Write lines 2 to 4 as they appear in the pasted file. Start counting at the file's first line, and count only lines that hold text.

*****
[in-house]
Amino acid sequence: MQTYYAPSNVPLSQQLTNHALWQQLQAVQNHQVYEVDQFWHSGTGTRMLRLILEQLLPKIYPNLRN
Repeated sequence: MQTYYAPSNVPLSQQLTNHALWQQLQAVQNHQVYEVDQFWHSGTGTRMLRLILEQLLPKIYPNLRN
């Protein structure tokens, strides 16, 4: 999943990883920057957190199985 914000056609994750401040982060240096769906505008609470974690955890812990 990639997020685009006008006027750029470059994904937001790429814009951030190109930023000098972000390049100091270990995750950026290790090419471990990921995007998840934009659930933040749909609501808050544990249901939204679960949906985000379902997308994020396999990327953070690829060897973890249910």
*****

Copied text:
Amino acid sequence: MQTYYAPSNVPLSQQLTNHALWQQLQAVQNHQVYEVDQFWHSGTGTRMLRLILEQLLPKIYPNLRN
Repeated sequence: MQTYYAPSNVPLSQQLTNHALWQQLQAVQNHQVYEVDQFWHSGTGTRMLRLILEQLLPKIYPNLRN
């Protein structure tokens, strides 16, 4: 999943990883920057957190199985 914000056609994750401040982060240096769906505008609470974690955890812990 990639997020685009006008006027750029470059994904937001790429814009951030190109930023000098972000390049100091270990995750950026290790090419471990990921995007998840934009659930933040749909609501808050544990249901939204679960949906985000379902997308994020396999990327953070690829060897973890249910």